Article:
Ray Hughes, who opened his first gallery in Brisbane, Australia in 1969 never brought an object into his home that lacked visual impact. His collecting habits were never on trend nor polite, but they were carried out with a passion and vigour that few collectors in Australia or further afield have matched. He was not encyclopaedic with his tastes but rather drew together strands of imagery from the hundreds of pieces of source material he accumulated on his travels abroad and in later years, largely immobile due to the diabetes which ultimately claimed him late 2017, courtesy of his voracious appetite for art periodicals and catalogues.
Ray’s first pieces were acquired in the late 1960s, tribal art from Oceania, Australian pop art by Peter Powditch and the works of his progressive stable of young painters in Queensland. The tribal interest would remain throughout the course of his life, fed both at the source in New Guinea or West Africa or in the Colonial context of galleries in Brussels, Paris ,London and indeed the salerooms of Sydney where he would often hunt.
I often said of my father, who had no appetite for the trappings of wealth like wristwatches, jewellery, trophy paintings or fast cars, that if he could travel twice a year and spend every cent on lunch, German expressionist prints, African art, knickknacks, art books and if he was in an extravagant mood, business class air travel then he was happy. The joy of my teenage years was spent as my father’s enthusiastic travelling companion.
We once flew to Los Angeles where we researched contemporary African art at the Hammer Museum at UCLA, flew next to Chicago where be purchased a trunk load of Haitian voodoo banners, bought African Toys at Craft caravan in New York and via a week or so in Europe wound up in a Voodoo cult house on the banks of lake Lome in Togo haggling for their altar fetish figures after a ceremony of drumming, dancing, chicken decapitation and wonder.
A few years back as my father was becoming fairly frail I bullied the minders of a visiting Chris Dercon who was at that point the director of the Tate into visiting dad’s collection. The curatorial elites who so often turned their noses up at Ray’s brash dismissal of their minimal imagination were forced to endure a humiliating experience when Dercon publicly lectured a room at the Art Gallery of NSW that they should pay Ray’s ‘eye’ some attention. They never did, Dercon since lost his job, Ray died and most Biennales are still awful. Plus ca change?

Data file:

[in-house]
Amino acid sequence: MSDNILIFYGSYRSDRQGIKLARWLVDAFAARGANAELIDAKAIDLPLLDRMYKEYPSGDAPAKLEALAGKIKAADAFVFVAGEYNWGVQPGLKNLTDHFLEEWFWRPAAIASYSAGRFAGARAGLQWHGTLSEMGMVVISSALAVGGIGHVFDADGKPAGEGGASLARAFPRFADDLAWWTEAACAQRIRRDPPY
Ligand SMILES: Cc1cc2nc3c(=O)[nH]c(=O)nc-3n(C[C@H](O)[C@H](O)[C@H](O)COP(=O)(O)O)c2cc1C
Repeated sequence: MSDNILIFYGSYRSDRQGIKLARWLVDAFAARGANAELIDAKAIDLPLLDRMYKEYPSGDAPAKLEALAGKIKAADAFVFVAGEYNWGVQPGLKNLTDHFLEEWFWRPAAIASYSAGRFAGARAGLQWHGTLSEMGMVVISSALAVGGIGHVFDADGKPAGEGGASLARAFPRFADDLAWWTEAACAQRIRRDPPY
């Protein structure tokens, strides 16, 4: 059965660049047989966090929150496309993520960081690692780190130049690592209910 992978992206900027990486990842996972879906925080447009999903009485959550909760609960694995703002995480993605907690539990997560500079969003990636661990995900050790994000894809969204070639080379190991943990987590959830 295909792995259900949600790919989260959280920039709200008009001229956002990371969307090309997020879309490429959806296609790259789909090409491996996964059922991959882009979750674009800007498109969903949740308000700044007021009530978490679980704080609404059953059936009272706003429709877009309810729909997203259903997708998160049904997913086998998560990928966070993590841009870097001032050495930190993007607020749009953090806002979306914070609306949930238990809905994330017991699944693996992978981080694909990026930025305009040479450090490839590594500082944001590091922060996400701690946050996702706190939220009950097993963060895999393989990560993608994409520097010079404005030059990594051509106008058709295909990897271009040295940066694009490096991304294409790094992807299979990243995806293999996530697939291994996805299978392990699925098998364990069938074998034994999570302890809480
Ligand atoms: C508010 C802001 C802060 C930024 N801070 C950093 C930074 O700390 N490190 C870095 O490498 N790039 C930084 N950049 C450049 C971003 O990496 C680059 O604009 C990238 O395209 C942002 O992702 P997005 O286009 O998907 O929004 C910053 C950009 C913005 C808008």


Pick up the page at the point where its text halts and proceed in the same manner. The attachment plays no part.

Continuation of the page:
My father’s eye was not particularly avant garde in a global sense, he just paid excellent attention, travelled, talked with smart people and listened. But it was often a good ten years ahead of Australia. In the case of his foray into Chinese contemporary art in the late 1990s he was indeed ahead of most dealers and collectors in the globe. On New Year’s Day, 2000 in a reception room at Uli Sigg’s schloss, when discussing a forthcoming trip to China, Ray found himself with the requisite coin in his slice of traditional seasonal cake for the legendary Swiss collector to turn to dad and very drily state: “But now you are the King, you must wear the crown”. Shortly after that trip he sold Kerr and Judith Neilson, founders of Sydney’s White Rabbit collection of contemporary Chinese Art their first piece from the Middle Kingdom.
Ray adored the interplay between his objects, from his Fred Williams gouaches playing off the line and composition across the room to his Joe Furlonger landscapes, his Han dynasty figures smiling at his beaming Luo Brothers cherubs, his Seydou Keita photographs alongside his carved objects; these would be softened by wild Asafo flags from Ghana or Anatolian rugs we collected one hilarious afternoon in Istanbul as I battled the onset of dysentery and he complained about not being able to find a bloody drink.
It has been tremendously emotional but also immensely fun to put together this collection for sale from dad’s estate. There are objects amongst the 550 or so works which I remember from the time of my early childhood, indeed some like the African car that I enjoyed playing with so much and which dad thought was the most extraordinary piece of surrealist sculpture one might ever own. Amongst these lots are some of the objects he adored most in the world. To give one an idea of what objects meant to the man, in his dying year, when it was clear that he was likely on the way out, we made a deal that I would take him out of his nursing home and buy him a big enough place that he could be surrounded by his pieces.
It was painful but beautiful to watch him go ultimately surrounded by the life of artworks that he made his own. The nature of this sale is to provide a complete encapsulation and record of a visionary collecting eye, as much for posterity as those who will purchase works from a unique collection.
For the record, he always resented my calling his collection of objects ‘knickknacks’. This is the boy who broke the Etruscan horse when playing cowboys back in 1988 and he never let me forget it.